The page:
Populism is a political issue that is likely to represent a source of political instability (Torres, 2006). Consumers might perceive the political uncertainties and think that it is rational to save more and invest less, contributing to pessimistic economic evaluations. This is likely to create contractions in the internal demand of a country. At this point, a careful reader might raise its eyebrows and roll its eyes, reasonably thinking something like “What a nice, neat and almost lovely argument, but… don’t we need to measure stuff before analysing its impact on something else?”. That’s correct, in fact if our intent is to investigate the possible impact of populism on economic or financial parameters, then a condicio sine qua non of this analysis is to measure populism. In fact, a time-varying indicator for public attention to populist politics does not exist.
Before going any further, we need to briefly define what the term “populism” means, given the inconsistent and undefined meanings often assigned to the term (Taggard, 2000). Populism originates from the Latin word “populus”, which means “people”. Jagers and Walgrave (2007) demonstrated that populist parties constantly associate themselves with “the people”, without any specific political orientation. One of the most important drivers of the core values of populists is the so called vox populi (i.e. the voice of the people) and direct implications are their type of language, attitude and political structure. The volonté générale (i.e. general will) of the people should represent the main driver of political expression (Muddle, 2015).
To summarise, Albertazzi and McDonnel’s (2008:2) definition is considered to be the most appropriate for a concise notion of populism:
“An ideology which pits a virtuous and homogeneous people against a set of elites and dangerous ‘others’ who are together depicted as depriving (or attempting to deprive) the sovereign people of their rights, values, prosperity, identity and voice”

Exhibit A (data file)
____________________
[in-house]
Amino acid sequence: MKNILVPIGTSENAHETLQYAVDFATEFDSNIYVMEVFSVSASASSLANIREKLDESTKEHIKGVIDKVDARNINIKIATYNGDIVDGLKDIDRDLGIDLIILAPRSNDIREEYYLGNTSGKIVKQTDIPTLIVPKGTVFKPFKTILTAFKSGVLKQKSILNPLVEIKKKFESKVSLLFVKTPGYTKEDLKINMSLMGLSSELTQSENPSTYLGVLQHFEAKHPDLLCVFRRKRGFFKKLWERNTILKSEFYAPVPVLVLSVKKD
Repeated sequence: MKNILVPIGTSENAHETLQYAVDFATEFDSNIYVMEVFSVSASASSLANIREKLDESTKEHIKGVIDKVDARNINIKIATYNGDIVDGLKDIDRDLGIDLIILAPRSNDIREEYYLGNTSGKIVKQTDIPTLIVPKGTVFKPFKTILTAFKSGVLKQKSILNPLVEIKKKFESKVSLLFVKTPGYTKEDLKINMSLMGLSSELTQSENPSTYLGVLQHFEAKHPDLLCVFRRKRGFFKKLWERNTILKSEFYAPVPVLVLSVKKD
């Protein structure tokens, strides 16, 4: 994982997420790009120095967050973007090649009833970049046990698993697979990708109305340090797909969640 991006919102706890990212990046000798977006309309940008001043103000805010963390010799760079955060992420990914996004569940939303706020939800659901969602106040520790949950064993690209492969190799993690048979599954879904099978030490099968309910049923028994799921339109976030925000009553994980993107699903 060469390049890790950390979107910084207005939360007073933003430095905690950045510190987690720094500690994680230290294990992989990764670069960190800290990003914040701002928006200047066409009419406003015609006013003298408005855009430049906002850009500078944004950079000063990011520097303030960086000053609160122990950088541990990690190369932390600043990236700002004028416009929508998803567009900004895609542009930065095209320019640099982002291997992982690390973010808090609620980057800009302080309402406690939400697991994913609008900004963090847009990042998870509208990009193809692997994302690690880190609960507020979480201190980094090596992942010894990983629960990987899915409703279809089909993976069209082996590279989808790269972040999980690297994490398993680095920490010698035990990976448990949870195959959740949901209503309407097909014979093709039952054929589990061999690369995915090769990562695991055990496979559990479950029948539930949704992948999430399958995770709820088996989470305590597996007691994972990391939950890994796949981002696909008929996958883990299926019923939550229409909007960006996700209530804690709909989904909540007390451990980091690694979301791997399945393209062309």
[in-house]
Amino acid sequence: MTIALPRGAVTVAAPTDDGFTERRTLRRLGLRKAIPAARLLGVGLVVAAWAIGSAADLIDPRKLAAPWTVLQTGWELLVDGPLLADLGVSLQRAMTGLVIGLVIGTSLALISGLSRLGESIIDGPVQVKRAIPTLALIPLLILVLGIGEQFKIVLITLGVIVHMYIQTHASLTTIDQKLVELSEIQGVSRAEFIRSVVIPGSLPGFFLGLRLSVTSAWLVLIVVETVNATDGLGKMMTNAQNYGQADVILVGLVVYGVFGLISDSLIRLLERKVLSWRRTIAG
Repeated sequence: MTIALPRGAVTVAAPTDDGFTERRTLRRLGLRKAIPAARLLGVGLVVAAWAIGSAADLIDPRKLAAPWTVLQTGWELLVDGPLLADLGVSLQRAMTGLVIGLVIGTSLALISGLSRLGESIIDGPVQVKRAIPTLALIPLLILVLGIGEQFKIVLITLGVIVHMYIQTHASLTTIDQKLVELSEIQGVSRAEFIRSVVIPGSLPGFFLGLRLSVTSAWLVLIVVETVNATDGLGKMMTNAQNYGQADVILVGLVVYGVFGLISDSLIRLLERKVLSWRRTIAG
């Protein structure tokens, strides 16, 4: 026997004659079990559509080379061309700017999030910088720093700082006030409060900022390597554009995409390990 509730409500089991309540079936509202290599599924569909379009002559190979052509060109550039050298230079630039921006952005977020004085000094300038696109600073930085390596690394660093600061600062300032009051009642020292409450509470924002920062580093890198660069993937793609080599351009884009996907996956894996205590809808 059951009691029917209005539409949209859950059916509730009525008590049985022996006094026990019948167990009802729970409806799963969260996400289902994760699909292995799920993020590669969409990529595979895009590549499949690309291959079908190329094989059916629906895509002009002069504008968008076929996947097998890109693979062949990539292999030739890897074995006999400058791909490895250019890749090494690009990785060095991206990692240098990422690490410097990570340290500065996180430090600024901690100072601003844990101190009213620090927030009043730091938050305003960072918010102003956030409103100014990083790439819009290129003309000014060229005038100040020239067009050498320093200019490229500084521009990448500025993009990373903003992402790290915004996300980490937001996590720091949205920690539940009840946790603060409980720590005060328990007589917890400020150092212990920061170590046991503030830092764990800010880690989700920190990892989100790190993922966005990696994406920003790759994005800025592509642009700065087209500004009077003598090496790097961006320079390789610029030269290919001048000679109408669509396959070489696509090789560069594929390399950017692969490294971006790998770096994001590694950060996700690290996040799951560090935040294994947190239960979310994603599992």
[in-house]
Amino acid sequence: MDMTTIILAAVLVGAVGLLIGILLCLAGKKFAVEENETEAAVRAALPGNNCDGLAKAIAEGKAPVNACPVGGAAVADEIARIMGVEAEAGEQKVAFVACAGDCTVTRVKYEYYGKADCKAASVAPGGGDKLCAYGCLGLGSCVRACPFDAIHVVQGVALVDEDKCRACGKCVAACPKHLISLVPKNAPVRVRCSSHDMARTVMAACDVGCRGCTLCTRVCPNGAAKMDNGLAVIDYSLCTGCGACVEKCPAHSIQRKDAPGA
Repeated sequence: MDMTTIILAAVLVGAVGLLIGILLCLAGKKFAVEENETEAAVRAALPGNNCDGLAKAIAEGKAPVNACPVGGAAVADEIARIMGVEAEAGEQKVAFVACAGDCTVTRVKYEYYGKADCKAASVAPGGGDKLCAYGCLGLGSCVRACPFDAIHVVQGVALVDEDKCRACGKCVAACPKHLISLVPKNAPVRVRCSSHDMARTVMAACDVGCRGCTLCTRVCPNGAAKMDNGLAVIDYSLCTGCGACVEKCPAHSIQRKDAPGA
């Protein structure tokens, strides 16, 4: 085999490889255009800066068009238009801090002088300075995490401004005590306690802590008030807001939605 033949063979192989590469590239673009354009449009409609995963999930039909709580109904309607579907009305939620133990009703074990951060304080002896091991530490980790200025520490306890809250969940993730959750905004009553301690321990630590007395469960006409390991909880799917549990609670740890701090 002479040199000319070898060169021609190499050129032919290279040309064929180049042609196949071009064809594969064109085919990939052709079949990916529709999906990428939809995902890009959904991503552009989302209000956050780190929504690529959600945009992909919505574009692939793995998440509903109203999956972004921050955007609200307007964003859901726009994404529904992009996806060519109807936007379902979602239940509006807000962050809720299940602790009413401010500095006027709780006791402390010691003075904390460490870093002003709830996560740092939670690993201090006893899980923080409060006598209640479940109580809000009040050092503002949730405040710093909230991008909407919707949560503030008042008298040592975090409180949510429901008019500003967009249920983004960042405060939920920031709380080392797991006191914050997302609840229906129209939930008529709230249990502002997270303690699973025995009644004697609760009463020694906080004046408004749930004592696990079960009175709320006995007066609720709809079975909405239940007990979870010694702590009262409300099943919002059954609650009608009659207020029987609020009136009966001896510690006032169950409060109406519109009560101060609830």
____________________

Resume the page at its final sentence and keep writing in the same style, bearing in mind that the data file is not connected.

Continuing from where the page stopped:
Over the last two decades, Western countries’ populist politics have overwhelmingly emerged amongst mass media’s sights. People who are interested in these topics are likely to search specific keywords on the internet concerning ongoing populist politics or events (e.g. Brexit). Here is where big data comes into play and it might help to measure populism, but how?
Google Trends can display public interest in issues related to populism. The Google Search indicator is a tool realised by Google Inc. that provides the search volumes’ figures of the keywords typed in Google’s search bar. It scales the number from 0 to 100, with 100 being the highest level of search volume and 0 the lowest in a given period. Below, the definition available on the Google Insight website:
“Google Trends analyzes a percentage of Google web searches to figure out how many searches were done over a certain period of time.
For example, if you search for tea in Scotland in March of 2007, Trends analyzes a percentage of all searches for tea within the same time and location parameters.”
People in the US may search populist-related keywords such as “border control”, “Donald Trump” or “Tea Party”. For what concerns the first two keywords, well, they are quite widely mentioned in today’s society as populist issues (The Economist, 14th July 2016; Woodward and Costa, 2016; The Editorial Board, 2016). Probably someone have forgotten the Tea Party, a populist movement born in 2009 following the financial crisis of 2008. The movement mainly focused on arguments such as the bailouts of failing banks, insurance and automobile companies, and was considered a populist party (Minkenberg, 2011; Ray, 2016; Ballhaus, 2014).